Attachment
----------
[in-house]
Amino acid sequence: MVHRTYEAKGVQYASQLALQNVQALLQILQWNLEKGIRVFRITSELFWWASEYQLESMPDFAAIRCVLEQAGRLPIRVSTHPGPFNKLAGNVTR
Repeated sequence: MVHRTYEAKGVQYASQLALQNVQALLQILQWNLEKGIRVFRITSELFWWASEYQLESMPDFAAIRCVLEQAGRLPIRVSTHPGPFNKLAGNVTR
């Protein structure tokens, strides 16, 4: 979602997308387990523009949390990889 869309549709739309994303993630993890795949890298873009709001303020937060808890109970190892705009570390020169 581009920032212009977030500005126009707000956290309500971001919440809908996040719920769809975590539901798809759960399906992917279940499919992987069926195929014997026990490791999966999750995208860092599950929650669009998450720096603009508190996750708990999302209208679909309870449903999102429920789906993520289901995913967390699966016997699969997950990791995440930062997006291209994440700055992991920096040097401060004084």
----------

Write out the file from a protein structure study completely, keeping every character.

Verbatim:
[in-house]
Amino acid sequence: MVHRTYEAKGVQYASQLALQNVQALLQILQWNLEKGIRVFRITSELFWWASEYQLESMPDFAAIRCVLEQAGRLPIRVSTHPGPFNKLAGNVTR
Repeated sequence: MVHRTYEAKGVQYASQLALQNVQALLQILQWNLEKGIRVFRITSELFWWASEYQLESMPDFAAIRCVLEQAGRLPIRVSTHPGPFNKLAGNVTR
């Protein structure tokens, strides 16, 4: 979602997308387990523009949390990889 869309549709739309994303993630993890795949890298873009709001303020937060808890109970190892705009570390020169 581009920032212009977030500005126009707000956290309500971001919440809908996040719920769809975590539901798809759960399906992917279940499919992987069926195929014997026990490791999966999750995208860092599950929650669009998450720096603009508190996750708990999302209208679909309870449903999102429920789906993520289901995913967390699966016997699969997950990791995440930062997006291209994440700055992991920096040097401060004084």